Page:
Meetings, Bloody Meetings

The heart rate starts to rise a day or two before. I can feel the anxiety welling up inside me. What will happen? Will someone stand up and challenge me? Will someone make a motion to dismiss me? Will I be asked to compromise Holy Scripture and/or the Lutheran Confessions? Will I be expected to answer a question I can’t answer? Will someone nag me about something I was supposed to do that I didn’t do because I didn’t want to do it or just flat-out couldn’t do it? Will someone storm out in anger and frustration because of me?

Granted, very few of those things have ever happened to me personally. But I’m sure at one time or another, a pastor has had to deal with all those things at a church meeting.

I’m blessed. The congregation I serve does not have many meetings. We do have more Voters Meetings than most Lutheran congregations. But the meetings aren’t that bad. Really. When I left the first few meetings I had here I came home and asked my wife, “Is this how meetings are supposed to go?” They were bloodless. A spirit of mutual concern and charity prevailed. I was expecting 15 rounds with Joe Palooka. I experienced what almost could be called a group hug.

Even though our meetings are peaceful, I still get anxious. One never knows what’s going to happen. All it takes is one bad meeting and the pastor’s service at a particular congregation could be irreparably compromised. I’ve attended too many Voters Meetings (and heard brother pastors describe Voters Meetings) where it’s been the People of God Who Have Signed the Church Constitution v. The Pastor. Sometimes it’s for good, especially when the pastor is purposely derelict in duty or purposely preaching and teaching false doctrine. Sometimes it’s not good, especially when dear sheep spend countless minutes picking on every single flaw the pastor has, or perhaps dictating to him exactly how “we” expect our pastor to be.

And the pastor can’t say no.

And don’t get me started about approving the budget and the pastor’s salary, benefits, etc. Talk about colonies of butterflies in the stomach!

Meetings are a kingdom of the left matter. They are not of the essence of the church. But they are necessary to keep the day-to-day business running smoothly. I know of few people who relish congregational meetings more than the Divine Service, God be praised. I include pastors in that group. We try to get through these things with our sanity intact.

How do I deal with meetings now that I know I have to deal with depression in my life? I remind myself of some very important facts:

The people present at this meeting are dear sheep that Jesus Christ died and rose again to save them from eternal death and give them eternal life.

The people present at this meeting do not wish you bodily harm. Any concerns they bring are not a personal attack on their pastor.

Those are two I can think of right now. Do you have any others? I’m not talking strictly to pastors either. There are probably informed laity who nearly have a panic attack before meetings too. How do you get through church meetings emotionally unscathed?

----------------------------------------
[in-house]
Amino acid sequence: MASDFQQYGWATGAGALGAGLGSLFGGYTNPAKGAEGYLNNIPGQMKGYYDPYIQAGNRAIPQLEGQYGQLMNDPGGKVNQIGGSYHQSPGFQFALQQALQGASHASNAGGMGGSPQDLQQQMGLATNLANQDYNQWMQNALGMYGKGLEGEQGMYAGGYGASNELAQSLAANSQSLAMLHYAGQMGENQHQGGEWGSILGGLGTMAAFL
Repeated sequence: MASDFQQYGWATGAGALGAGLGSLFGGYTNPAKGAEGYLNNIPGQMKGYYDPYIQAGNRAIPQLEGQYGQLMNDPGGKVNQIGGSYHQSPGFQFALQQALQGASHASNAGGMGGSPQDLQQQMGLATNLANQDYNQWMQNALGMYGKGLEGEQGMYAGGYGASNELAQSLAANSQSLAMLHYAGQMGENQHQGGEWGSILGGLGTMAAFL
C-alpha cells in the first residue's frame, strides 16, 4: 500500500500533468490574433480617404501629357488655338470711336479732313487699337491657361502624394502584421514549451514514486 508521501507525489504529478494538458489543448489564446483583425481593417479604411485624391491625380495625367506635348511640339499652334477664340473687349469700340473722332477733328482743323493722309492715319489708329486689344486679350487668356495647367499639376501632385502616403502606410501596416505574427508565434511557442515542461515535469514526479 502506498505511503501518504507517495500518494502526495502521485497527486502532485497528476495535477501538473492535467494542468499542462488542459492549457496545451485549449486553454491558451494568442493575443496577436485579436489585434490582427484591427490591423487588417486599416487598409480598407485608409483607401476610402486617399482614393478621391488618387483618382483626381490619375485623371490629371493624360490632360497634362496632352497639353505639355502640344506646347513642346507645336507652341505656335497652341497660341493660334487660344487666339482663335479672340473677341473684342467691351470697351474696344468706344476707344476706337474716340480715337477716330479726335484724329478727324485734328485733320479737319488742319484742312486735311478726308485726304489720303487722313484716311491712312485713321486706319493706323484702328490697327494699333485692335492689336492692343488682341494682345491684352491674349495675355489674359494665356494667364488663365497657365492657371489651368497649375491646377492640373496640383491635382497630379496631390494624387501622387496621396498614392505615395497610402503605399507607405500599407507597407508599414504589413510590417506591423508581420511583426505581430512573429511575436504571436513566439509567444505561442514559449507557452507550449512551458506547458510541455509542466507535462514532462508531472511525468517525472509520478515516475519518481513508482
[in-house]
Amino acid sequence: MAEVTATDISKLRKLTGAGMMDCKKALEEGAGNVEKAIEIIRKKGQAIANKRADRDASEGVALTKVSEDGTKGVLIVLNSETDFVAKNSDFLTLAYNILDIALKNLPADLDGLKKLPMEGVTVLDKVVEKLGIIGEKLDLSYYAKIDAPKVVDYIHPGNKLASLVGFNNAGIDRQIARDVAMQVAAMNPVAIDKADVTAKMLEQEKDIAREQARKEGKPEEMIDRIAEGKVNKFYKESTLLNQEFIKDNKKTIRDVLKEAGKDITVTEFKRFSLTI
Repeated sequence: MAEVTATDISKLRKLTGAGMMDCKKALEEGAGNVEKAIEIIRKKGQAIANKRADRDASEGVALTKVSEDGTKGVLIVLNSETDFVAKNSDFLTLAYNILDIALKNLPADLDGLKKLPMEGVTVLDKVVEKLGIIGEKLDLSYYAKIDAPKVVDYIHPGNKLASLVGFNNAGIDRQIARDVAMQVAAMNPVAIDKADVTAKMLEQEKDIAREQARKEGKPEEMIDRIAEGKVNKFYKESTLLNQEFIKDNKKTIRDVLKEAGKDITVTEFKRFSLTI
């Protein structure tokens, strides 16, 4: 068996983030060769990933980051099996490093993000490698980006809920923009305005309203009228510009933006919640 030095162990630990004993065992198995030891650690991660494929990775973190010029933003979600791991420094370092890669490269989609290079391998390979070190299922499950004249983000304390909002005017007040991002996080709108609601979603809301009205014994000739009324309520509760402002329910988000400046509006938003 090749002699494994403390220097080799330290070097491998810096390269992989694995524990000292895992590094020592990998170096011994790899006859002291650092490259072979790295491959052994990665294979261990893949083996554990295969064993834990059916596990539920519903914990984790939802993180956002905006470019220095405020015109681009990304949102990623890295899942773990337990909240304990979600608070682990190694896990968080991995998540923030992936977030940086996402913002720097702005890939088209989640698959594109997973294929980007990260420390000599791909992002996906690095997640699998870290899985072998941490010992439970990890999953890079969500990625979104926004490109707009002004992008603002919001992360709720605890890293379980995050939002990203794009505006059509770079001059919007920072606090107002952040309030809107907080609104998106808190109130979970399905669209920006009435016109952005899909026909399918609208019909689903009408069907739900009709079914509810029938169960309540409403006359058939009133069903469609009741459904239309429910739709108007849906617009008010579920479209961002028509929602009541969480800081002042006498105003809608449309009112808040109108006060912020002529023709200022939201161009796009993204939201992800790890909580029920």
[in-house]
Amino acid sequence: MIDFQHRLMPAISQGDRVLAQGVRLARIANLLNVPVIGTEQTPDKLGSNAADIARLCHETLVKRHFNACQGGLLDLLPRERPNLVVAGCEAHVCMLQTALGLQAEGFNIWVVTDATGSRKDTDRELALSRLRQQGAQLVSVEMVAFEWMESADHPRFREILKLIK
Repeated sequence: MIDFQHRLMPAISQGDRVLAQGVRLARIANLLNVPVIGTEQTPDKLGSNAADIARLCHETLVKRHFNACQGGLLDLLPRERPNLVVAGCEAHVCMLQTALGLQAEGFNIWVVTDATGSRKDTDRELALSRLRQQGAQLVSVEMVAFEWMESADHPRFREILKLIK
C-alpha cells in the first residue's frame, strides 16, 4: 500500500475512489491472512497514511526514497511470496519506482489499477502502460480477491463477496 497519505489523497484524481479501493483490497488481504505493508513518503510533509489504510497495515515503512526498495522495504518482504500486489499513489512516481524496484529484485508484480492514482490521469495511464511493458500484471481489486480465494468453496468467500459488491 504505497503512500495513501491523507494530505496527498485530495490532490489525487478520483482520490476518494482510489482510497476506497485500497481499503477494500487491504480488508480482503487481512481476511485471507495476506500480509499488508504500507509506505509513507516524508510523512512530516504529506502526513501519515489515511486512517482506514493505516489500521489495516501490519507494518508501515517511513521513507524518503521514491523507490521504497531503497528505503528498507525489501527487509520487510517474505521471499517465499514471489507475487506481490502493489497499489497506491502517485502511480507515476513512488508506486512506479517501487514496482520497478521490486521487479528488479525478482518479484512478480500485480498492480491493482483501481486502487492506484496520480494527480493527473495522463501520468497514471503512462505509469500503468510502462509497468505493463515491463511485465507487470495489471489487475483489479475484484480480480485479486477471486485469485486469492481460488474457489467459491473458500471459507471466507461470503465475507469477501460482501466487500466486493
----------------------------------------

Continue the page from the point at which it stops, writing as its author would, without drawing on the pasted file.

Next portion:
I could do without meetings myself. But there is one important meeting I cannot do without: the meeting together as pastor and people every Lord’s Day to hear the Word and receive the Sacraments. I cling to that more and more as I grow older in years and wiser in the Office.

KT

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4 Responses to “Meetings, Bloody Meetings”

  1. It’s hard, that’s for sure. I think I might have a bit of PTSD from some of the things I have been though. You are not alone. Just know that even if the worst should happen at one of those meetings, they cannot take your baptism away. It’s nice to cling to that when things get rough, even if it’s just from the noise in your head. Mine seems more like a ticker tape at times- it just keeps running the same things through over and over again.

  2. darkmyroad Says:

    It’s amazing how stressful they can be. However, I’ve also found myself quite pleasantly surprised by meetings at times. It’s helping me to try and not prejudge situations. Sufficient for the day is its own trouble.

  3. Right you are, DMR. I had a meeting the other night that was pleasant. I was expecting a little tug-of-war, but all was good. It’s all in my head.

    But the gentle readers know that.

  4. I’m a layman & member of our board of elders, and I get the very same types of anticipatory anxiety & “post-game” stress that you describe, particularly when dealing with voter’s meetings or any meetings that go beyond my own board. Even though my own board has never been significantly, you know, *bad* in the 6 years I’ve been on it, but I now that it could be, y’know? And there’s been plenty of conflict external to the board. I thank God my pastor is a good man and a faithful undershepherd…

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